Wise women and the plants they love: Katja Swift, Pine

As part of our Wise women and the plants they love series, clinical herbalist Katja Swift lets us in on a few secrets about pine, its medicinal uses and how she likes to prepare it.

9948080_m

Katja Swift is the director of the CommonWealth Center Holistic Herbalism and teaches at both the Massachusetts College of Pharmacy and Health Sciences, and Northeastern University. She also enjoys getting sticky with pine resin every once in a while… 

It’s so hard to pick just one favorite plant. Herbalists have a game, about what one plant would you want to have with you if you were stuck on a desert island – except, it’s “what 13 plants would you want if…” because no one can quite manage numbers smaller than that!

But, because we’re teaching a lot of first aid classes this summer, Pine has been front and center in my mind, and in particular, the resin(though here in New England, most locals refer to it as “pitch”.) The resin has a high concentration of volatile oils and smells absolutely delightful, which is good, because it’s also super sticky and darned near impossible to wash off your skin.* That’s a benefit, actually – when you’re out in the woods and haven’t time or access to tools for medicine making, you can put pine resin directly on a wound as an antiseptic and immune stimulant. But really, making pine resin into salve is so easy, and so much more pleasant to smear on your skin – I honestly never leave home without it – in my first aid kit, that is!

All you need to do to make the salve is gather yourself some “glops” of pine resin (from whatever type of pine is local to you), making sure that you leave some behind for the tree. Those glops of resin (which sometimes kind of look like bird poop on the side of the tree, and other times look like yellow bits of amber drips) are actually part of the tree’s immune system, and they are functioning like a scab over injured areas of bark. When you take some of the glop (that’s the technical term!), make sure that you leave a nice thick layer behind to do its job for the tree. There will be bits of stuff in it – pine needles and dirt and whatnot – but don’t worry, you’ll strain that out later. Put the pine resin right into a pot of oil (I like to use plantain and calendula infused olive oil, or tallow if I have some) and warm it gently until the pine resin melts. Carefully strain it through cheesecloth, which will catch all the bits of dirt and leave you with the clean oil. Then you can add your beeswax as you normally would, and you’re ready to go!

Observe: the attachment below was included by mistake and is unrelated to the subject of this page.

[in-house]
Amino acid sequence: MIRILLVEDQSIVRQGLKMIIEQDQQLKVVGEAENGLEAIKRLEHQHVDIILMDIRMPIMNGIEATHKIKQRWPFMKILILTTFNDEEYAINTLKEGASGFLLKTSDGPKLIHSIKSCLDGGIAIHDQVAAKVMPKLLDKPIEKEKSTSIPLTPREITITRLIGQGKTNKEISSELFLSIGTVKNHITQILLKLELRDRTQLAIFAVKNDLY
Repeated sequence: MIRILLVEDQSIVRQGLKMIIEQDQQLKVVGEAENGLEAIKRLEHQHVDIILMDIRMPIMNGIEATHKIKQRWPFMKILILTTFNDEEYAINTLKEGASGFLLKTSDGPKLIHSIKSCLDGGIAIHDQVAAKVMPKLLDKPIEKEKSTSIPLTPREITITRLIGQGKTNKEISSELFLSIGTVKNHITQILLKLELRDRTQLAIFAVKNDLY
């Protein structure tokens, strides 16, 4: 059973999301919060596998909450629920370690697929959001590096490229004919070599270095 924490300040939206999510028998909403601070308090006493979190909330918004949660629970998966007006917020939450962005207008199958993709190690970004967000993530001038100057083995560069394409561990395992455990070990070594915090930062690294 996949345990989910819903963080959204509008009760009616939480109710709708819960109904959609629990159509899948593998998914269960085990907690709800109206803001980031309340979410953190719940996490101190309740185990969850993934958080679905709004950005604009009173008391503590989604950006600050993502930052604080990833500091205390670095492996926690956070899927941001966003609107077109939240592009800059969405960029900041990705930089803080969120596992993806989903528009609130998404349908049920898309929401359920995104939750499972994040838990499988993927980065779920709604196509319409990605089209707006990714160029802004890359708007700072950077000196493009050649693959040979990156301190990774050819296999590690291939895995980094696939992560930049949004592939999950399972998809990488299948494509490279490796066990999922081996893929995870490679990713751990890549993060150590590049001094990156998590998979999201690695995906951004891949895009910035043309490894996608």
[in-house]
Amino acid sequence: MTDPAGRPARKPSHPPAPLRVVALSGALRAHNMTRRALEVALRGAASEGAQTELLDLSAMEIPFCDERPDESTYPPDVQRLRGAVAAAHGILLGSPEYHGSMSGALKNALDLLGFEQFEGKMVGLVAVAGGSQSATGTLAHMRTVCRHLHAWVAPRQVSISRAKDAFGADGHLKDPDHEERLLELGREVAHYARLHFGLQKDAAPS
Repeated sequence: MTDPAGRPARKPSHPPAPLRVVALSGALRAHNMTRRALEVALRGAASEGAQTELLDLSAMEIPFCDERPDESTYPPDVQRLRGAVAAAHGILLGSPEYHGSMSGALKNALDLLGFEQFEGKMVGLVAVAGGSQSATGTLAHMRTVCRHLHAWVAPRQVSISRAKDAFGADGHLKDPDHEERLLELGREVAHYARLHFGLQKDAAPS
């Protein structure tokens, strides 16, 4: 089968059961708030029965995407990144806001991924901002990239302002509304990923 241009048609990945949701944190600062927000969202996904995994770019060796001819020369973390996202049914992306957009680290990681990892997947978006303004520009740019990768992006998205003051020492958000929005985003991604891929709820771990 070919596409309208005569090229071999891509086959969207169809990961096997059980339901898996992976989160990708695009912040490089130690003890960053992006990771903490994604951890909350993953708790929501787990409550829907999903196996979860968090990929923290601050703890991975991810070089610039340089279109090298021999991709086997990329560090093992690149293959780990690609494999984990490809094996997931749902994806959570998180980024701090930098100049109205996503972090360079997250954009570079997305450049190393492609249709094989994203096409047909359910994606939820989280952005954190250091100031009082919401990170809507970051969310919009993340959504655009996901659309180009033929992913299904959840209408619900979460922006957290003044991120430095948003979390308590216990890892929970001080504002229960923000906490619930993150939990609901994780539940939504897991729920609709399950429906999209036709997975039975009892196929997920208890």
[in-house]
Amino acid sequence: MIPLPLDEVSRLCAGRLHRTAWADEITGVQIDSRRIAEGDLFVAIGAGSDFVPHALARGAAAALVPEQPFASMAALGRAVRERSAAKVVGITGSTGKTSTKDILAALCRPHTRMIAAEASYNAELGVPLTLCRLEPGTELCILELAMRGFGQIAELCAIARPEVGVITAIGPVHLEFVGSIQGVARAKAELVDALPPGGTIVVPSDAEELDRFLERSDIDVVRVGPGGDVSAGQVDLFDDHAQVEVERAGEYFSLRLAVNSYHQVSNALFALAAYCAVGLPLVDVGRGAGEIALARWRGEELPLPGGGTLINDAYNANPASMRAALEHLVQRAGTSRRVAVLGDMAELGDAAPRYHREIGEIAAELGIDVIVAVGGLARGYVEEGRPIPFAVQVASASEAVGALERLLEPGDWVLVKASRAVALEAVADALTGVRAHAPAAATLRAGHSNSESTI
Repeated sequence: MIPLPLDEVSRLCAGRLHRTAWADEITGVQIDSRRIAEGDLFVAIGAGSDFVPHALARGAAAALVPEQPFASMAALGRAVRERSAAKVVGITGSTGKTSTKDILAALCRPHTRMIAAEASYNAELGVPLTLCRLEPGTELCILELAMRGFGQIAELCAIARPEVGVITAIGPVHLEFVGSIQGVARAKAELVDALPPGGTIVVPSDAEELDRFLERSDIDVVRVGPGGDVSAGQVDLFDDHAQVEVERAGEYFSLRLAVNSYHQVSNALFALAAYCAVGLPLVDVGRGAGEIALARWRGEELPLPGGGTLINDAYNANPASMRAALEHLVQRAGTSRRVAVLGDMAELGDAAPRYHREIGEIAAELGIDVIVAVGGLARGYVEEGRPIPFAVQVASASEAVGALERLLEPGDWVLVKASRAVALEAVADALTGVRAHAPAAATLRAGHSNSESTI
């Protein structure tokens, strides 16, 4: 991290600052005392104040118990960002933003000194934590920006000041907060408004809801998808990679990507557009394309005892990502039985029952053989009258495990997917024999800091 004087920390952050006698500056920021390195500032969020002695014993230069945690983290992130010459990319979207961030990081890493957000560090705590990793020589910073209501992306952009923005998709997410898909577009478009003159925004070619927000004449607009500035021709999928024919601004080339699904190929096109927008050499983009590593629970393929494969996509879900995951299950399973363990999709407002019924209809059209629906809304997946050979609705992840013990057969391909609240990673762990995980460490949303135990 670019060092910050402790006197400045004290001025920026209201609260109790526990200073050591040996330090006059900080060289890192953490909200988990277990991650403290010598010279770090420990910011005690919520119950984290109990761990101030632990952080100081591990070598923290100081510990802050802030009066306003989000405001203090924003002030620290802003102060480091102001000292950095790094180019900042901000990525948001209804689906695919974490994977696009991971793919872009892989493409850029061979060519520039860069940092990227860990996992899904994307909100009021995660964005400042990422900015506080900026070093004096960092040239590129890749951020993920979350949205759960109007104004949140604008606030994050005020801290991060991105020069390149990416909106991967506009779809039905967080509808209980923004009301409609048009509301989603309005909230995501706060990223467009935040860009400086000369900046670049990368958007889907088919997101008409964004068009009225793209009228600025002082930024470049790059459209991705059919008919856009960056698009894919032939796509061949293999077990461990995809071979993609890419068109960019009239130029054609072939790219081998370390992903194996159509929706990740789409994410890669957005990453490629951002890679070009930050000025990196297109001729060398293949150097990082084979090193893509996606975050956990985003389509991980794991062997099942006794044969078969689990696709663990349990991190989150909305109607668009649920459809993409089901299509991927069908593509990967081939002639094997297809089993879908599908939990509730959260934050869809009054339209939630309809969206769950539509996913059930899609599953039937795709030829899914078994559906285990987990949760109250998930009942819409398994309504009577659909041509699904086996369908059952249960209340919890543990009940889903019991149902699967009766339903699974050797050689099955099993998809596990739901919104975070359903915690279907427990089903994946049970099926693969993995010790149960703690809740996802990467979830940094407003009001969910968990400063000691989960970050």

We use pine resin salve on pretty much everything except burns (I prefer honey with lavender for burns). And I really do always have some in my bag :-)

What are the other 12 plants, you ask? Well, that varies sometimes, but usually it’s something like: chamomile, ginger, elder, wood betony, tulsi, sage, kelp, yarrow, linden, codonopsis, angelica, and rose. And also lobelia. :-)

* You can actually wash the pine resin off your skin fairly easily with oil. But sometimes it’s fun to go around all sticky!

A warm thanks to Katja Swift for sharing her piney wisdom with us all on the blog. I can’t wait to try out her salve and would love to hear how you go if you try it too. Until then stay tuned for further installments of Wise Women, and if you haven’t done so already, check out our earlier post with Susun Weed, Julie McIntyre and Kristine Brown.

Leave a Reply

Your email address will not be published. Required fields are marked *

You may use these HTML tags and attributes: <a href="" title=""> <abbr title=""> <acronym title=""> <b> <blockquote cite=""> <cite> <code> <del datetime=""> <em> <i> <q cite=""> <s> <strike> <strong>